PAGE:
A true tragedy occurred in Austin recently, when a Mercedes-Benz struck a Hummer on its passenger side, injuring two young children. One of the children, a nine-year-old girl, died from her injuries on April 4, while the other underwent potentially life-saving surgery. The Mercedes driver was treated for serious but not life-threatening injuries and was later arrested for driving while intoxicated (DWI). In addition to the major criminal charges that the driver may face given the young girl’s passing, it is possible he may be sued in civil court by the family, to try and collect damages for her wrongful death. If you have lost a loved one, especially a minor, to the negligence or recklessness of another person, you have the right to try and hold them accountable, even if they already face criminal charges.
No Replacing A Lost Loved One
If you and your family have lost a loved one due to another person’s negligence, you may be able to recover monetary compensation - not to replace the lost person in your life but to hopefully help your family stay on its financial feet while you adjust to the loss of that person. You may be able to recover for both tangible (also called economic) and intangible (non-economic) damages, including (but not limited to) lost wages, funeral expenses and last medical bills, pain and suffering, loss of inheritance, and several other potential causes of action.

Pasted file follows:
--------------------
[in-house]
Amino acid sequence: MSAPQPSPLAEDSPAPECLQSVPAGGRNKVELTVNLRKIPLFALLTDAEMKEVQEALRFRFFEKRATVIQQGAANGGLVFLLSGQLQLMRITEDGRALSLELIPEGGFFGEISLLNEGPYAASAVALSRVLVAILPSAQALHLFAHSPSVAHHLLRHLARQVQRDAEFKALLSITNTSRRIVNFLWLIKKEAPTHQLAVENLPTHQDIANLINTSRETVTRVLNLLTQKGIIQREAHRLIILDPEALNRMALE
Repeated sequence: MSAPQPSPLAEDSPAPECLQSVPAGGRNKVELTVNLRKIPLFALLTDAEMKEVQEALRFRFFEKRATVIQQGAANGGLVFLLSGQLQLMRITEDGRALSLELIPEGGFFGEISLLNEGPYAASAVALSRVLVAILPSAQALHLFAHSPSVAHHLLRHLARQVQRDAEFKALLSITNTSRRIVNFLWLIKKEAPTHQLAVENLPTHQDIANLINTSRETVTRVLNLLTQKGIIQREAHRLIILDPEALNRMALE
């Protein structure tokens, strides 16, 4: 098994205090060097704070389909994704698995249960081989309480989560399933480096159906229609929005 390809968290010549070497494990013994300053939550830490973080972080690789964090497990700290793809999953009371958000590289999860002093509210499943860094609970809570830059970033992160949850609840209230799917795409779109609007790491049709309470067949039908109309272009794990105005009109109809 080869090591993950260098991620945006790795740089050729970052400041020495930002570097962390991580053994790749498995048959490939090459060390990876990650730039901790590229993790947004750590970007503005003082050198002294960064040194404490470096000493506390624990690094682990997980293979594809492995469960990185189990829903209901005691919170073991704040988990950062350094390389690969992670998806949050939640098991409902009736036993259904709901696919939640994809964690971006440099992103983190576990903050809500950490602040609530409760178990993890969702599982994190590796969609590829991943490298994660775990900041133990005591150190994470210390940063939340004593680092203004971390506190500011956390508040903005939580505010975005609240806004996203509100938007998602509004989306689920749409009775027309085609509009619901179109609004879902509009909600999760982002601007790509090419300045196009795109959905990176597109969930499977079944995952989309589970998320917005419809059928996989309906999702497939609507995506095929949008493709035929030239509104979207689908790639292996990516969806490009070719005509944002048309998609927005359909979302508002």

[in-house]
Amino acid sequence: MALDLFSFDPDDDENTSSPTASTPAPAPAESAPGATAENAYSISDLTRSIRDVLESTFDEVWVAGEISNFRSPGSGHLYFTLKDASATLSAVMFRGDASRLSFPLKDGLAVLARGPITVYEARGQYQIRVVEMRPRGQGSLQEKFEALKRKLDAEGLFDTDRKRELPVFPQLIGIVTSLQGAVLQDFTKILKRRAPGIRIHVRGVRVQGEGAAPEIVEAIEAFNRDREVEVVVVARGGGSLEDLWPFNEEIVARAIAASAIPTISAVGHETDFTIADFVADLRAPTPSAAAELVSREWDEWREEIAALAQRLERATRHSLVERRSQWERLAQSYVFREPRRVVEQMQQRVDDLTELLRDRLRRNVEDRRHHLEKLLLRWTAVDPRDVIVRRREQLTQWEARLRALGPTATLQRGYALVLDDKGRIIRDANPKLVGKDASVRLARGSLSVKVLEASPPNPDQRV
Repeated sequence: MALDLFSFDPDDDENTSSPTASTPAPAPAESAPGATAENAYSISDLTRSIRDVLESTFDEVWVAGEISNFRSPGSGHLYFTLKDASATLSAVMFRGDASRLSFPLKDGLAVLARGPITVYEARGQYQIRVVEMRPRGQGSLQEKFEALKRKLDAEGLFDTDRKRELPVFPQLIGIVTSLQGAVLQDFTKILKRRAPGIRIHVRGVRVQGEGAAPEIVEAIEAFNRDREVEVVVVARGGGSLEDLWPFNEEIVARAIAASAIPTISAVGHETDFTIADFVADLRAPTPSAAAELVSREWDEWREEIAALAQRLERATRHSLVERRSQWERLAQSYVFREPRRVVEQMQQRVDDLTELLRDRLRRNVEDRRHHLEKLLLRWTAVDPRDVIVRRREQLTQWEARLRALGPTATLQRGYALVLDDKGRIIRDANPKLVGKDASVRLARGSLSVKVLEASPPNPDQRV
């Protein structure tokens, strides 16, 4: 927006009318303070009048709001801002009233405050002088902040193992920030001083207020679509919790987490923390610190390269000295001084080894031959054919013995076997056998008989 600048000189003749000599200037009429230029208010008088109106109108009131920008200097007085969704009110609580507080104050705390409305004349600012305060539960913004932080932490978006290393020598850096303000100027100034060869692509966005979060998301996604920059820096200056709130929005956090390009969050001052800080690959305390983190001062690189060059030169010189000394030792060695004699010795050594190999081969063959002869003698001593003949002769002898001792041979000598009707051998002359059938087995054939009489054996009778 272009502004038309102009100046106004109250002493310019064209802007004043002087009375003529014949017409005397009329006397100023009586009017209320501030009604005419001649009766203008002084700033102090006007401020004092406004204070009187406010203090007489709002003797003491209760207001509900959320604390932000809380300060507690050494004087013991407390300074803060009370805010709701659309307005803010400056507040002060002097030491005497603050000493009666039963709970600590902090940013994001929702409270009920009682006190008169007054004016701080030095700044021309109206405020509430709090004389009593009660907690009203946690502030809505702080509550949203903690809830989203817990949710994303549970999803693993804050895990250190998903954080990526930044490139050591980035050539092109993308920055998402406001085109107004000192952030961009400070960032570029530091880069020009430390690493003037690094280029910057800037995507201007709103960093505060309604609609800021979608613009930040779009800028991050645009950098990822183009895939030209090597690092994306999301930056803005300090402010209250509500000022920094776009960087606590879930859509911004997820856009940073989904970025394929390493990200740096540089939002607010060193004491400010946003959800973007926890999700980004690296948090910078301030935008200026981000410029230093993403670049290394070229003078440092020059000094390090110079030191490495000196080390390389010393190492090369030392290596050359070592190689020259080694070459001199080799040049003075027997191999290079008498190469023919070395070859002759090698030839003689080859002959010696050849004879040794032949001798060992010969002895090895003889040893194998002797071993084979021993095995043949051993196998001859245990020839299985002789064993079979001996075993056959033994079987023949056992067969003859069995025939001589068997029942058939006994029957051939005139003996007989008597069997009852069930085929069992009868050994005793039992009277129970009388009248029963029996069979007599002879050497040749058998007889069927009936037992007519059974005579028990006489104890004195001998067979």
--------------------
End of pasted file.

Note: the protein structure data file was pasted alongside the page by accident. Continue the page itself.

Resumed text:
Generally, Texas law holds that a cause of action for wrongful death exists if someone’s passing can be directly linked to the negligence, wrongful act, carelessness, or unskillfulness of another person. For example, if someone is killed in an auto accident because their brakes failed, a mechanic who negligently failed to notice a problem might possibly be liable for that person’s death because they ought to have noticed and fixed the issue. Only a surviving spouse, parents, or children can file a wrongful death claim in Texas....